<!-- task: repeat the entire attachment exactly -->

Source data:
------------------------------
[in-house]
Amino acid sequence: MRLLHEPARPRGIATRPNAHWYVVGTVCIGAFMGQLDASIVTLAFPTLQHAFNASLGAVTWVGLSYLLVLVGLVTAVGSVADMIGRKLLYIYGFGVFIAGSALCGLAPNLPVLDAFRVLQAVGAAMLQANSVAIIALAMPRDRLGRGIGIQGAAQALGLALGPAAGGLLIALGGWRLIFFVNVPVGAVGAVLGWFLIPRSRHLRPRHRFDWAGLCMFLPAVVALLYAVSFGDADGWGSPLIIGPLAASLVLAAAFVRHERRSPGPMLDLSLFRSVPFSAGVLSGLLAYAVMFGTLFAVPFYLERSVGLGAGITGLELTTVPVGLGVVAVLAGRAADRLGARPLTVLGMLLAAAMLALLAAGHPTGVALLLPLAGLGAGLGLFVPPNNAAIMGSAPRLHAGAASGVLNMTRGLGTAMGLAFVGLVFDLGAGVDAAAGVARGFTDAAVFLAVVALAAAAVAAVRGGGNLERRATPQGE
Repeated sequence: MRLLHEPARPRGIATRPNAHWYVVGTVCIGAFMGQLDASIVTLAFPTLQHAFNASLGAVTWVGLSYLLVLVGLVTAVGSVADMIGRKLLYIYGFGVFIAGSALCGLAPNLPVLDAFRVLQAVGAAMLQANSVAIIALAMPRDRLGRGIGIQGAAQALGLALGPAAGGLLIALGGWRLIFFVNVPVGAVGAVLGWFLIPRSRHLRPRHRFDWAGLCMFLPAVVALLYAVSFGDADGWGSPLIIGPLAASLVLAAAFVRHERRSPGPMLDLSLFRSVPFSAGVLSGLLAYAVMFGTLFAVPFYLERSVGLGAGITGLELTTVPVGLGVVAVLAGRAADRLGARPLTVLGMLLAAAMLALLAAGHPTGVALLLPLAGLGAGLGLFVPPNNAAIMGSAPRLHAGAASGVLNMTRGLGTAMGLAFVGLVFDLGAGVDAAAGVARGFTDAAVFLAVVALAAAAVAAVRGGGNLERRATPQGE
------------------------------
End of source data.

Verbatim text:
[in-house]
Amino acid sequence: MRLLHEPARPRGIATRPNAHWYVVGTVCIGAFMGQLDASIVTLAFPTLQHAFNASLGAVTWVGLSYLLVLVGLVTAVGSVADMIGRKLLYIYGFGVFIAGSALCGLAPNLPVLDAFRVLQAVGAAMLQANSVAIIALAMPRDRLGRGIGIQGAAQALGLALGPAAGGLLIALGGWRLIFFVNVPVGAVGAVLGWFLIPRSRHLRPRHRFDWAGLCMFLPAVVALLYAVSFGDADGWGSPLIIGPLAASLVLAAAFVRHERRSPGPMLDLSLFRSVPFSAGVLSGLLAYAVMFGTLFAVPFYLERSVGLGAGITGLELTTVPVGLGVVAVLAGRAADRLGARPLTVLGMLLAAAMLALLAAGHPTGVALLLPLAGLGAGLGLFVPPNNAAIMGSAPRLHAGAASGVLNMTRGLGTAMGLAFVGLVFDLGAGVDAAAGVARGFTDAAVFLAVVALAAAAVAAVRGGGNLERRATPQGE
Repeated sequence: MRLLHEPARPRGIATRPNAHWYVVGTVCIGAFMGQLDASIVTLAFPTLQHAFNASLGAVTWVGLSYLLVLVGLVTAVGSVADMIGRKLLYIYGFGVFIAGSALCGLAPNLPVLDAFRVLQAVGAAMLQANSVAIIALAMPRDRLGRGIGIQGAAQALGLALGPAAGGLLIALGGWRLIFFVNVPVGAVGAVLGWFLIPRSRHLRPRHRFDWAGLCMFLPAVVALLYAVSFGDADGWGSPLIIGPLAASLVLAAAFVRHERRSPGPMLDLSLFRSVPFSAGVLSGLLAYAVMFGTLFAVPFYLERSVGLGAGITGLELTTVPVGLGVVAVLAGRAADRLGARPLTVLGMLLAAAMLALLAAGHPTGVALLLPLAGLGAGLGLFVPPNNAAIMGSAPRLHAGAASGVLNMTRGLGTAMGLAFVGLVFDLGAGVDAAAGVARGFTDAAVFLAVVALAAAAVAAVRGGGNLERRATPQGE